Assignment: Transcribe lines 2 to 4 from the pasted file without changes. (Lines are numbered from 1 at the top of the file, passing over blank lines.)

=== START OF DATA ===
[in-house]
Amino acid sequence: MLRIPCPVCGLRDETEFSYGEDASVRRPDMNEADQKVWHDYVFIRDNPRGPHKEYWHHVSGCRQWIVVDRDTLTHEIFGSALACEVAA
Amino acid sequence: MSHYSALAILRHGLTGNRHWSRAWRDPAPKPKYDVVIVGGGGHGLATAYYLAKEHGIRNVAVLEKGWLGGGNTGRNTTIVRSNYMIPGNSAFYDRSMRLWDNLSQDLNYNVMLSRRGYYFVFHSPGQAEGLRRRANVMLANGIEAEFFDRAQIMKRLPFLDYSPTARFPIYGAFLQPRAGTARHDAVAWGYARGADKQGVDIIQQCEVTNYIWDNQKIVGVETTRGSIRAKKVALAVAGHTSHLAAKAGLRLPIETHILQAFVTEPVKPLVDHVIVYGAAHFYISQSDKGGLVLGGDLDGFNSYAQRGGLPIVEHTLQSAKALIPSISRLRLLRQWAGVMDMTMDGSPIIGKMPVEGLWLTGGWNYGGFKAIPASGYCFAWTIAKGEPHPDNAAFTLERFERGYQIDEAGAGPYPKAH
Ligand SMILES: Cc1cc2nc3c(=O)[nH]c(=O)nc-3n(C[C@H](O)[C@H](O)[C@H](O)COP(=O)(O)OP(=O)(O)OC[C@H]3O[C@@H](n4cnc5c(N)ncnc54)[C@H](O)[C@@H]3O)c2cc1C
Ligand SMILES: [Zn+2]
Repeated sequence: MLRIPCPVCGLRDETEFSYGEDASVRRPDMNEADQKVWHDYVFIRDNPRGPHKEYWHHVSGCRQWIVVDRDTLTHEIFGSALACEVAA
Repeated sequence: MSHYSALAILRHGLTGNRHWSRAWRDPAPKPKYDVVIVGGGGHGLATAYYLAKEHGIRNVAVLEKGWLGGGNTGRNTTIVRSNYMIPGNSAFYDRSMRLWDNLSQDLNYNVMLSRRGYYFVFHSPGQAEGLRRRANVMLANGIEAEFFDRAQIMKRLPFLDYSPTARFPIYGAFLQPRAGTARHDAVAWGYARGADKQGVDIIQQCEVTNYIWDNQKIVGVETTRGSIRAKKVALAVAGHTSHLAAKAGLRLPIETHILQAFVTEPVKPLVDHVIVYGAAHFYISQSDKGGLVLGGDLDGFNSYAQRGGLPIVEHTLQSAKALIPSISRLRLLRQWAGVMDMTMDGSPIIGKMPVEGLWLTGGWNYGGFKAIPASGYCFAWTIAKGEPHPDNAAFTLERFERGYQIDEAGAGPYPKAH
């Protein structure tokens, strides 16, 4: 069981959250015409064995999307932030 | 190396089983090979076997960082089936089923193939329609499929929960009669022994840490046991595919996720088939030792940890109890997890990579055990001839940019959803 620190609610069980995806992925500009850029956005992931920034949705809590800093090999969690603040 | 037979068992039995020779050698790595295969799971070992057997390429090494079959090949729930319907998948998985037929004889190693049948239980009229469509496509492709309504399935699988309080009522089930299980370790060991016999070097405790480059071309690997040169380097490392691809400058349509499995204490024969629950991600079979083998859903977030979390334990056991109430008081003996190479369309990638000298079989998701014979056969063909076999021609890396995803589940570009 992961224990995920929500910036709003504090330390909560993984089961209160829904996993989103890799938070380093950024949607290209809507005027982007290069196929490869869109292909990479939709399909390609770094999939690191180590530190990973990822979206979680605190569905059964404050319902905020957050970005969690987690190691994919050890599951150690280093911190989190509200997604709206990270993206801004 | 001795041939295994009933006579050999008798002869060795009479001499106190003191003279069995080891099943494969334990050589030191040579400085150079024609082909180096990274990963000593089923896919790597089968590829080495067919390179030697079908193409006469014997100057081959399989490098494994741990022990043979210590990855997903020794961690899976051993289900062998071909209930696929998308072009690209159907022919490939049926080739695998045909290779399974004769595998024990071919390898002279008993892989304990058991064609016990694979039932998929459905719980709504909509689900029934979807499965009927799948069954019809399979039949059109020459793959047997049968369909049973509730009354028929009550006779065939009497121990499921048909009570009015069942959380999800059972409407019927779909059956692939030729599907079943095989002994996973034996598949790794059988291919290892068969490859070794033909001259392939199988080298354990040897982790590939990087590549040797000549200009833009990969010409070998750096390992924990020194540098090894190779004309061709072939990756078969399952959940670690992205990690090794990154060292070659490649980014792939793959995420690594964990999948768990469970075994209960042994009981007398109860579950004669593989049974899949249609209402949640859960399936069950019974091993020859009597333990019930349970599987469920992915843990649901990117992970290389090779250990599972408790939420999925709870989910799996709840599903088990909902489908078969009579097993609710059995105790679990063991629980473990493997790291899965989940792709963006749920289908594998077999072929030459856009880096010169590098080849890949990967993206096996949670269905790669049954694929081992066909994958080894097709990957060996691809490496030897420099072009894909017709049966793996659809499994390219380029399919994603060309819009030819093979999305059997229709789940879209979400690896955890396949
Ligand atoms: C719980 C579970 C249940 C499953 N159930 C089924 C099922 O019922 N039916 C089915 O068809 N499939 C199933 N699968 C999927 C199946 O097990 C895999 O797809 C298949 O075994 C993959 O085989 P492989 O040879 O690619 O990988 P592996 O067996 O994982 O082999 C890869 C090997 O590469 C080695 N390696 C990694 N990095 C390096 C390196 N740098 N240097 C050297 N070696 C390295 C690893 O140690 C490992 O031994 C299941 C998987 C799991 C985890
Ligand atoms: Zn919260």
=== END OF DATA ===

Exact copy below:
Amino acid sequence: MLRIPCPVCGLRDETEFSYGEDASVRRPDMNEADQKVWHDYVFIRDNPRGPHKEYWHHVSGCRQWIVVDRDTLTHEIFGSALACEVAA
Amino acid sequence: MSHYSALAILRHGLTGNRHWSRAWRDPAPKPKYDVVIVGGGGHGLATAYYLAKEHGIRNVAVLEKGWLGGGNTGRNTTIVRSNYMIPGNSAFYDRSMRLWDNLSQDLNYNVMLSRRGYYFVFHSPGQAEGLRRRANVMLANGIEAEFFDRAQIMKRLPFLDYSPTARFPIYGAFLQPRAGTARHDAVAWGYARGADKQGVDIIQQCEVTNYIWDNQKIVGVETTRGSIRAKKVALAVAGHTSHLAAKAGLRLPIETHILQAFVTEPVKPLVDHVIVYGAAHFYISQSDKGGLVLGGDLDGFNSYAQRGGLPIVEHTLQSAKALIPSISRLRLLRQWAGVMDMTMDGSPIIGKMPVEGLWLTGGWNYGGFKAIPASGYCFAWTIAKGEPHPDNAAFTLERFERGYQIDEAGAGPYPKAH
Ligand SMILES: Cc1cc2nc3c(=O)[nH]c(=O)nc-3n(C[C@H](O)[C@H](O)[C@H](O)COP(=O)(O)OP(=O)(O)OC[C@H]3O[C@@H](n4cnc5c(N)ncnc54)[C@H](O)[C@@H]3O)c2cc1C